ANCHORAGE, Alaska – A 16,000-pound treadmill specifically built to exercise Maggie the elephant arrived at the Alaska Zoo, but the question remains: Just how do you get a more than 4-ton animal fighting the battle of the bulge to use a treadmill?
Zoo director Tex Edwards is optimistic she can do it.
“Every time we’ve undertaken to teach Maggie something new she has always learned it faster than we anticipated,” Edwards said Tuesday. “She seems to enjoy new challenges.”
The 20-foot-long by 8-foot-wide treadmill was built by Conveyor Engineering, an Idaho-based company that designs heavy-duty conveyor systems for mining. Automatic Welding in Anchorage put the treadmill together, believed to be the first one built specifically for an elephant.
“They have built them for race horses and race camels but never for an elephant,” said assistant zoo director Pat Lampi.
The treadmill arrived Monday and was lowered through the roof, which has been removed for a renovation project to double Maggie’s living space.
“It came on a flatbed truck and then they had this huge crane lift it up and swing it over and lower it down into its position,” Lampi said.
The treadmill sits in a well in the elephant house so that it will be flush with the floor. It also is equipped with gates on either end so she can get on and off the treadmill, which is separated from her main living quarters by steel beams.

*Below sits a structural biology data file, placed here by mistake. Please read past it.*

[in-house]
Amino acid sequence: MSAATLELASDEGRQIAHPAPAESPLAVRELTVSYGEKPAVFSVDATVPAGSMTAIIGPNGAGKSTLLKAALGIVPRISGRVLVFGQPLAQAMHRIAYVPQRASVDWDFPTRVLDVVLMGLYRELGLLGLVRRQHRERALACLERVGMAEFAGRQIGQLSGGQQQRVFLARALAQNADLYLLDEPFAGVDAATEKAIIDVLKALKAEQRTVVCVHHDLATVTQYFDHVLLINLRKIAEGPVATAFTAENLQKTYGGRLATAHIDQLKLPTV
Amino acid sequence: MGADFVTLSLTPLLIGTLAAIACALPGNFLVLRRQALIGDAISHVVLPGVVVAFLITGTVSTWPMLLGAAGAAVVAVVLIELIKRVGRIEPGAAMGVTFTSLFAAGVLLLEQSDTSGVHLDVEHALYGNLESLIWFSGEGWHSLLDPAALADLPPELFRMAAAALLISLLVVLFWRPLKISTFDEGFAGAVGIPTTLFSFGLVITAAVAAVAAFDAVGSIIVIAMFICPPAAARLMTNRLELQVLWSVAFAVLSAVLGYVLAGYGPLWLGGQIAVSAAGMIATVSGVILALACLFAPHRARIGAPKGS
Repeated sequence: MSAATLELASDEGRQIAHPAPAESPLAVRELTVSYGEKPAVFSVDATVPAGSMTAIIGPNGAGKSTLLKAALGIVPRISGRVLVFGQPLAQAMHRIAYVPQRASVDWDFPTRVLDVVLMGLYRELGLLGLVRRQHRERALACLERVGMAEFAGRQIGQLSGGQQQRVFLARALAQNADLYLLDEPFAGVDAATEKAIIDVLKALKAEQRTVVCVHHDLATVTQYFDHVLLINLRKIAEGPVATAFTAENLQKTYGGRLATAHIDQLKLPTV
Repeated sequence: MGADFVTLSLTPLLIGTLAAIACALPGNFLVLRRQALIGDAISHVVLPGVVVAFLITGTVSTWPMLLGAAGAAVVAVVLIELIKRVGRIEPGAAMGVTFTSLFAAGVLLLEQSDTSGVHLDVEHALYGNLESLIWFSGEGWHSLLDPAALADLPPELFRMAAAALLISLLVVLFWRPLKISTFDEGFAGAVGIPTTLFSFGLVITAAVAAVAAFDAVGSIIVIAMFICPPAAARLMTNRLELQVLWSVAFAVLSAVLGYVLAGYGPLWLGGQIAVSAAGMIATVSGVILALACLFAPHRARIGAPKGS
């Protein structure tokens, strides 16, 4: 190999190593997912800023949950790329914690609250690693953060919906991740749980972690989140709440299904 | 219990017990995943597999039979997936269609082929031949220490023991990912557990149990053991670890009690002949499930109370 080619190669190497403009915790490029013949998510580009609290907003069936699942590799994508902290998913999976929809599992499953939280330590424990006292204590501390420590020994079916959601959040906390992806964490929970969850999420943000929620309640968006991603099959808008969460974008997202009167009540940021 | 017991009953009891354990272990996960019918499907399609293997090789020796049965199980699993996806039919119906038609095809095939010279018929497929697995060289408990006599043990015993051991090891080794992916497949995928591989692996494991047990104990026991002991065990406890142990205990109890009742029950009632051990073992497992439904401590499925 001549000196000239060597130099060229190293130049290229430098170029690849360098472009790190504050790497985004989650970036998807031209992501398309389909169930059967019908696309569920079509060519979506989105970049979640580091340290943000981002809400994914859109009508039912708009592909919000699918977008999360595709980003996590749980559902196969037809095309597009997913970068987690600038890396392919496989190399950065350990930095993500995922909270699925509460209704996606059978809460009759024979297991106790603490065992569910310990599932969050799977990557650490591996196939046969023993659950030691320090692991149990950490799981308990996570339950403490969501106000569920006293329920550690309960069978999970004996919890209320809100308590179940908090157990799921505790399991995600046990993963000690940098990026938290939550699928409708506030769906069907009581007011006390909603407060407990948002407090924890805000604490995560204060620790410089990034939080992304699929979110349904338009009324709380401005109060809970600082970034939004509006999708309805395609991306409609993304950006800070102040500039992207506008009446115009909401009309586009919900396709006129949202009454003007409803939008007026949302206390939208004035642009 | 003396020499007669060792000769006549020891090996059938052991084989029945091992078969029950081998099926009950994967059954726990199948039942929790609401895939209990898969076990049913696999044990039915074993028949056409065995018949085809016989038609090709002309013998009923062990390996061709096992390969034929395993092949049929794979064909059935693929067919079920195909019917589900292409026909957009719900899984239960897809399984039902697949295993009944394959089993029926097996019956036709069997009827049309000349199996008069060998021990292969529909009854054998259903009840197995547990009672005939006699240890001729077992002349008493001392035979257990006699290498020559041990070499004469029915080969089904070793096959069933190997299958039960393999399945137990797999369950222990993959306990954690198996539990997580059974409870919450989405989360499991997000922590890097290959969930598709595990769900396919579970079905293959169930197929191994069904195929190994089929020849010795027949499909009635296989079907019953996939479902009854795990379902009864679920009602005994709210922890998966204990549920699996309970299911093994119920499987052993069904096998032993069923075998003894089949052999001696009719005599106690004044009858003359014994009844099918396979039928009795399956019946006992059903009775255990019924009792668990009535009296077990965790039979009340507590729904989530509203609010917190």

Zoo officials are eager to get the elephant house renovation completed and Maggie back in her permanent home before the snow flies in October. Since summer, she’s been housed in a temporary shelter of empty truck trailers equipped with two large heaters that are turned on when the temperature dips below 50 degrees.
At last weigh-in in August 2004, Maggie tipped the scales at 9,120 pounds, about 1,000 pounds overweight. But Lampi estimates that under her new diet and health regime — even without the benefit of the treadmill — she’s lost roughly 900 pounds.
Maggie’s weight became an issue when the broader question of her welfare was raised when the zoo’s only other elephant died of a chronic foot infection in 1997. The American Zoo and Aquarium Association in Washington, D.C., an accrediting organization, recommends that female elephants be kept in groups of three or more. The AZA recommended Maggie be moved but the zoo’s board of directors decided to keep her as long as improvements were made for her care.
One of the challenges with captive elephants is to get them enough exercise, Lampi said. In the wild, African elephants spend their time foraging for food.
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